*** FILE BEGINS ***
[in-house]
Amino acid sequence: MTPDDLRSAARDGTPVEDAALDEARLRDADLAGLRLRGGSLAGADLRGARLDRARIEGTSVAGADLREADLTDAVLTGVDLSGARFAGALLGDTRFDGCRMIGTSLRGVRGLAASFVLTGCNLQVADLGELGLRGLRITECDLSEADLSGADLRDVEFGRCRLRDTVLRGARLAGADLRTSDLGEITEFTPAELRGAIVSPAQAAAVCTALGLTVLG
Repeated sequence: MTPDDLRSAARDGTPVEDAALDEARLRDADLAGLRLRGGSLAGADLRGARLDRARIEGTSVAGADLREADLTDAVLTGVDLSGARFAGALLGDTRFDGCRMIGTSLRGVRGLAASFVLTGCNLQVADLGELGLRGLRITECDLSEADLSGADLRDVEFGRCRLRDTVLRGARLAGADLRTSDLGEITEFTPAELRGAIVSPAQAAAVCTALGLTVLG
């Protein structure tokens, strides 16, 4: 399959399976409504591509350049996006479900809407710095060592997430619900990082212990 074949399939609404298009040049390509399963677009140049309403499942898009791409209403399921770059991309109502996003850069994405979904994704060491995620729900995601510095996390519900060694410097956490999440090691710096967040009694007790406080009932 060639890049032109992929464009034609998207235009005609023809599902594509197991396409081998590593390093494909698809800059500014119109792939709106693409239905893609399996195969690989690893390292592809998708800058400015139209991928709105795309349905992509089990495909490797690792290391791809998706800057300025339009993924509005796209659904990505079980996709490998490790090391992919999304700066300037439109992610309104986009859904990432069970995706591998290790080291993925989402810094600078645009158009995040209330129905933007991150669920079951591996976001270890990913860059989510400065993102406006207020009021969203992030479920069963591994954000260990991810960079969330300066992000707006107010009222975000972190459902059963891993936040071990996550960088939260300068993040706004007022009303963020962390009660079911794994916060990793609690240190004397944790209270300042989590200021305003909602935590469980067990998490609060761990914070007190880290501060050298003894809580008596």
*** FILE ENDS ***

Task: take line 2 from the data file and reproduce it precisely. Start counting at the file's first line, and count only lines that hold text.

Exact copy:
Amino acid sequence: MTPDDLRSAARDGTPVEDAALDEARLRDADLAGLRLRGGSLAGADLRGARLDRARIEGTSVAGADLREADLTDAVLTGVDLSGARFAGALLGDTRFDGCRMIGTSLRGVRGLAASFVLTGCNLQVADLGELGLRGLRITECDLSEADLSGADLRDVEFGRCRLRDTVLRGARLAGADLRTSDLGEITEFTPAELRGAIVSPAQAAAVCTALGLTVLG